Septal v1 2 anterior v3 4 lateral i avl v5 6 inferior

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Septal (V1-2) Anterior (V3-4) Lateral (I + aVL, V5-6) Inferior (II, III, aVF) Right ventricular (V1, V4R) Posterior (V7-9) Anterolateral STEMI 78
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Pericarditis BER LBBB LV aneurysm Brugada ST Segment Morphology in Other Conditions 79
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ST depression can be either upsloping, downsloping, or horizontal. Horizontal or downsloping ST depression 0.5 mm at the J-point in ≥ 2 contiguous leads indicates myocardial ischaemia. Reciprocal change has a morphology that resembles “upside down” ST elevation and is seen in leads electrically opposite to the site of infarction. ST Depression 80
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Myocardial ischemia / NSTEMI Reciprocal change in STEMI Posterior MI Digoxin effect Hypokalemia Causes of ST Depression Treatment with digoxin causes downsloping ST depression with a “sagging” morphology, reminiscent of Salvador Dali’s moustache. 81
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Osborn Wave (J Wave) The Osborn wave (J wave) is a positive deflection at the J point (negative in aVR and V1) It is usually most prominent in the precordial leads Characteristically seen in hypothermia (typically T<30C) 82
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83 J waves in severe hypothermia
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Benign early repolarisation (BER) is a ECG pattern most commonly seen in young, healthy patients < 50 years of age. It produces widespread ST segment elevation that may mimic pericarditis or acute MI. Normal variant that is not indicative of underlying cardiac disease. Less common in the over 50s 84 Benign Early Repolarisation(J Point)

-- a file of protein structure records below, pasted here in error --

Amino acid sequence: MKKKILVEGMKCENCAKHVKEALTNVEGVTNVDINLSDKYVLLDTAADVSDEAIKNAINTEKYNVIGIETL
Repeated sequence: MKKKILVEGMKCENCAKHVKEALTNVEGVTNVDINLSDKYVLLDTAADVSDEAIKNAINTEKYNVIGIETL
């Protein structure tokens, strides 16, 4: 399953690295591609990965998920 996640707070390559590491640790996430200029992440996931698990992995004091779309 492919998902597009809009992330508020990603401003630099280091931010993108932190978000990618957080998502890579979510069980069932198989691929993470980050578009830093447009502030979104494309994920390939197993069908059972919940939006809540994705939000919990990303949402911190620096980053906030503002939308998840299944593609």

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Widespread concave ST elevation , most prominent in the mid- to left precordial leads (V2-5). Notching or slurring at the J-point. Prominent, slightly asymmetrical T-waves that are concordant with the QRS complexes (pointing in the same direction). The degree of ST elevation is modest in comparison to the T-wave amplitude (less than 25% of the T wave height in V6) 85 How to recognise BER ?
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Widespread concave ST elevation , most prominent in the mid- to left precordial leads (V2-5). Notching or slurring at the J-point. Prominent, slightly asymmetrical T-waves that are concordant with the QRS complexes (pointing in the same direction). The degree of ST elevation is modest in comparison to the T-wave amplitude (less than 25% of the T wave height in V6) 86 How to recognise BER ?
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ST elevation is usually < 2mm in the precordial leads and < 0.5mm in the limb leads , although precordial STE may be up to 5mm in some instances. No reciprocal ST depression to suggest STEMI (except in aVR). ST changes are relatively stable over time (no progression on serial ECG tracings). 87
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88 There is generalised concave ST elevation in the precordial (V2-6) and limb leads (I, II, III, aVF). J-point notching is evident in the inferior leads (II, III and aVF).
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89 Widespread ST elevation and PR depression Reciprocal ST depression and PR elevation in V1 and aVR Pericarditis
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The epsilon wave is a small positive deflection (‘blip’) buried in the end of the QRS complex.
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  • Winter '16
  • jean grey
  • Cardiac electrophysiology, QRS, Rate

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